We’re all looking for ways to connect with technology these days. Whether it be for the purpose of staying in touch with friends and family, keeping pace with work, or staying ahead of your studies. Throughout his career, Scott Christianson has helped people across multiple industries lean on technology to overcome common challenges. This week, he joined host Carl Lewis on the Connected Enterprise podcast to share his experience and offer tips for a successful implementation.
Scott Christianson is an associate professor of management at Trulaske College of Business, which is part of the University of Missouri. In this role, he teaches students about the technology they will encounter in their career after graduation. He also prepares them for advancements on the horizon, and as of late – how to rely on technology in a pandemic.
When Scott entered the workforce, he joined the 'email generation'. When emails weren't the quick, concise messages we exchange today, but a replacement for letters. Over the course of his career, communication through technology has change dramatically and so has the university experience. Students today rely on messaging apps and collaboration platforms, defaulting to texting their professor with questions rather then grabbing a few minutes to chat in-person after class.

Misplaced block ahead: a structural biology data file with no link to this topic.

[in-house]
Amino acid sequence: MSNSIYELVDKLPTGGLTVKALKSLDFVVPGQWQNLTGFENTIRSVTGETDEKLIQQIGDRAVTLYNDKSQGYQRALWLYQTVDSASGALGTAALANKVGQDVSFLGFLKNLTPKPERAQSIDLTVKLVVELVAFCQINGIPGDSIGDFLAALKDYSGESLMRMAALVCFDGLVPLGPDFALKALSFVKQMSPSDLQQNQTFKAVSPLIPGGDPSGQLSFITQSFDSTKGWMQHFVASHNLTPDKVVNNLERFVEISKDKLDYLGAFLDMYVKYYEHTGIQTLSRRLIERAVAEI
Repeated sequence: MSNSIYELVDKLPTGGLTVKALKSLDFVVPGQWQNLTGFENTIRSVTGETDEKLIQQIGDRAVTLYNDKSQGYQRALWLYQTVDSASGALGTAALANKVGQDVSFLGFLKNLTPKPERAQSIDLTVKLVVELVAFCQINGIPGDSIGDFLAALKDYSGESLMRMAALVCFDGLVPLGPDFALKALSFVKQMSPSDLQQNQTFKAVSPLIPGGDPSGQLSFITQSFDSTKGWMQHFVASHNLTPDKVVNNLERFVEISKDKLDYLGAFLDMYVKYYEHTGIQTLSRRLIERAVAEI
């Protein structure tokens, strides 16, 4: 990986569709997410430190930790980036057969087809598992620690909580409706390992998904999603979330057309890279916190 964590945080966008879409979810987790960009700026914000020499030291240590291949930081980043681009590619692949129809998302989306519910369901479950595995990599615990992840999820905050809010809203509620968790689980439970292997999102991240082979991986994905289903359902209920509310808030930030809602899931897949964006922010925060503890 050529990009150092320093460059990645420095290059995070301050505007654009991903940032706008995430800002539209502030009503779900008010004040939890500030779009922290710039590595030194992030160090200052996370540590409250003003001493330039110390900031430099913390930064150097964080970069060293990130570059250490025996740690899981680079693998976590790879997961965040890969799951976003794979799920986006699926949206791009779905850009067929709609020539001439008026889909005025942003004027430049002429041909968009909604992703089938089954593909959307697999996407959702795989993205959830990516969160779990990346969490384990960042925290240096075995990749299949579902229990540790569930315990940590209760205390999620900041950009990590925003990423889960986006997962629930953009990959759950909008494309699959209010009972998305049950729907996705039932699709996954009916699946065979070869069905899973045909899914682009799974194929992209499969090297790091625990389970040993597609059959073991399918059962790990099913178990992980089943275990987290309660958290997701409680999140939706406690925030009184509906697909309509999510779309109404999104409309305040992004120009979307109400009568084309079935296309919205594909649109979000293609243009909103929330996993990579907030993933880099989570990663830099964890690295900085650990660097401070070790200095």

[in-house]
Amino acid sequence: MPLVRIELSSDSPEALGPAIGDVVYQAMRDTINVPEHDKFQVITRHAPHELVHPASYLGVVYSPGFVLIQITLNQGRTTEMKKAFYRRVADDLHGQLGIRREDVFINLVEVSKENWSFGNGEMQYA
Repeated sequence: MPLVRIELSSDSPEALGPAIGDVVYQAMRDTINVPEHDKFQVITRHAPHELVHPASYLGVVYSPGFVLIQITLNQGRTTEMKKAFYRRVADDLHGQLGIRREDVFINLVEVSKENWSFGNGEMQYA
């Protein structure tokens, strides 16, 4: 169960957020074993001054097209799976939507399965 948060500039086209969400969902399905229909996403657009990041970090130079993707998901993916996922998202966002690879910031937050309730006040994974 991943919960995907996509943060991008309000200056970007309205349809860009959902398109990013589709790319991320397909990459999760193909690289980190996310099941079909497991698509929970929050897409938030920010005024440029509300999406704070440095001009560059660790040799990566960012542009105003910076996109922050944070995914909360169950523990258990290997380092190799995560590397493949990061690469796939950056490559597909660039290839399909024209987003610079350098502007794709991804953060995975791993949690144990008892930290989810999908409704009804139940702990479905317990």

Before joining the University, he owned and operated a consulting firm – helping clients evaluate, adopt, and succeed with technology. He continues to provide consulting services at a part time capacity for a few select, long-time clients.
In this episode of The Connected Enterprise, Scott offers insight into the ways students, professors, and universities are using online tools, artificial intelligence (AI), and pattern recognition to help students succeed. Drawing on his experience as a consultant, Scott also shares the three biggest challenges he has seen companies face when working with a third party partner to implement a new technology and how you can avoid them.
Click here to catch this episode of the Connected Enterprise.